Is SketchUp's engine weaker than Revit's?



In SketchUp Help center under the headline “SketchUp Hardware and Software Requirements” we can read:
“Note: SketchUp will run on multiple-processor machines; however, SketchUp will only use one processor. SketchUp doesn’t support hyper-threading or multi-threading at this time”

This puts a finger to the key issue of a CAD system - it’s capacity of number crunching.
Today it seems as Autodesk’s Revit, Maya etc has enormous capacity of handling big heavy geometry files, while SkUp isn’t there (yet?).
As I have understood it, there may be three major methods to enable this in SkUp:

  1. Multi processor use (as mentioned above)
  2. Low level (very expensive) programming of the engine, making super fast code
  3. Suitable geometry system (how geometry is saved in the CAD database)

In SkUp there is a pretty good work-around for big architectural projects, structuring them into sub-projects and sub-parts of geometry using the combination of hidden geometry parallel to layers. But eventually it still has a big impact of the total system usability (render time with heavy vegetation, complicated furry animals etc).

Therefore it would be extremely interesting to hear what the SkUp development team has to say in these matters. Can we expect a “super”-SkUp in the future? My impression so far is that since Trimble took over - any big things are possible for SkUp in the future! (Ok, I am aware that Ford doesn’t show their next model too soon so their competitors can adapt, but they also show their concept cars - to scare them. So maybe we still can get a glimp of the SkUp future here…)


2 CPUs in Sketchup scene building

Modeling, i.e. creating geometry based/depending on another geometry is a serial process by nature and therefore obviously cannot be split in several threads as e.g. rendering an image by multiple bandings which can be simply assembled to the complete image at the end of the process.

[quote=“cstrom, post:1, topic:35376, full:true”]This puts a finger to the key issue of a CAD system - it’s capacity of number crunching.
Today it seems as Autodesk’s Revit, Maya etc has enormous capacity of handling big heavy geometry files, while SkUp isn’t there (yet?).[/quote]

SU is a polygon modeler based on lines and faces defined by facettes whereas NURBS modelers in the CAD area as e.g. Revit/Inventor etc. are based on smooth cuves and surfaces defined by (much less) curves.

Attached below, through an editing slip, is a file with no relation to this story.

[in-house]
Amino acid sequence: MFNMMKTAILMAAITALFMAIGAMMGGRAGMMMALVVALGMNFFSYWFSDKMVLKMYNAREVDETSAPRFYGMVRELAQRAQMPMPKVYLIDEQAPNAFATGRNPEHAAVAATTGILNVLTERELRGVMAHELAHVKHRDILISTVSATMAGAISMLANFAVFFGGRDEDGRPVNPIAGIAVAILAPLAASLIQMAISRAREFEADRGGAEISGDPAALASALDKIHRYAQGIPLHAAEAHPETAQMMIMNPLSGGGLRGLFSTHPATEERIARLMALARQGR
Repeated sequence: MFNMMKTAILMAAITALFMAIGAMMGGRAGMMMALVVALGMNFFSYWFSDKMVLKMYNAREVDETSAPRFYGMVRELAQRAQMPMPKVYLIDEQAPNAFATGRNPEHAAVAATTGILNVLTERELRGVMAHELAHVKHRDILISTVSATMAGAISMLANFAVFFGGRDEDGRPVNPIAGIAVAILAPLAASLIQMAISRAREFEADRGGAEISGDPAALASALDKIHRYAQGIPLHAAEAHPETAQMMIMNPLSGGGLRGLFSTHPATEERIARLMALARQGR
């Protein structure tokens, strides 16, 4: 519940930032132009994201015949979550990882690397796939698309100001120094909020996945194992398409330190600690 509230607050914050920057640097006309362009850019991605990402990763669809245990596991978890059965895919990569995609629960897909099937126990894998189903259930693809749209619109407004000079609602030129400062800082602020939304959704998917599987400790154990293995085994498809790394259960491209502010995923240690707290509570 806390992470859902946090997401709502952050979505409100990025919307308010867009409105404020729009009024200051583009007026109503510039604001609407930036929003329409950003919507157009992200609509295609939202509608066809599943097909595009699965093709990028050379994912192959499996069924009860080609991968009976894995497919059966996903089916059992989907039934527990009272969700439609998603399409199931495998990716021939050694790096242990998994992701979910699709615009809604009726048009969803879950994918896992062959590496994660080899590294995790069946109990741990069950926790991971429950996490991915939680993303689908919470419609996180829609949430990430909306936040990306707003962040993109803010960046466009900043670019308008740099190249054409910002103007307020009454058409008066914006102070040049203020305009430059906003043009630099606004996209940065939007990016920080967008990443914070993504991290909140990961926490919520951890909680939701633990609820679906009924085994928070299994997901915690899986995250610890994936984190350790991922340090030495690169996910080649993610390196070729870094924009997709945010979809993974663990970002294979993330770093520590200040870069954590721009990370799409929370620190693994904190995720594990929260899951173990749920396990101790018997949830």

surely not because the Trimble SU division never discusses future devlopment in an public user forum.


None of the applications you mention, unfortunately, has multiprocessor support for modelling (you will discover this if you read the “small print”). They can split tasks like rendering photorealistic images into multiple threads, but you build the model using one processor thread, just like SketchUp. This is a nut that the best brains in the branch have been trying to break for more than 20 years already, ever since the first Pentium processor was released. It might be impossible.
So in this respect Revit that is my favourite BIM application has no edge over SketchUp.

How well the code has been optimized in an application is probably something not very easily quantifiable, especially with so very different applications that you are comparing.



I know the developers of PowerCADD over the years have stated that it doesn’t use more than one processor. The bottom line when buying a computer, then, is more processors doesn’t help, but more clock speed, graphics speed, etc. does, as I understand it.


For SketchUp modelling, this is how it is, but the instant you add a rendering plugin or rendering application the “surplus” processor cores become useful. Renderers can split their tasks between multiple simultaneous threads, and the rendering time needed will decrease almost in proportion to the number of threads.



True. I haven’t been doing rendering until just a couple months ago getting into SUPodium. Just getting started really.


I may be way off the mark here, but it seems to me that one benefit of using one thread is you can leave one instance of SU chugging away on complex geometry and still work happily in another. Even if the first one crashes your other one is unaffected.
So I imagine, perhaps, if it was possible to use multi threading you may gain speed but lose some versatility.


What I have read the upper limit for CPU speed is about 3.5GHz. That is reason for the big push for the multi processors and the thermal cooling of small units. You can do what you want but takes $$$$$$$$ plus when you make a coding change its impact can propagate thru the whole processing chain.


a recent CPU as the intel Core i7-6700K runs with 4.00 GHz (turbo speed 4.20 GHz).


I have the i7-6700K CPU in my new Dell Precision T3620

Beside the fast clock speed, it’s Hyper-Threading feature delivers two processing threads per physical core.
Thus, eight parallel rendering threads from the quad core CPU.
It makes Kerkythea run like a racehorse!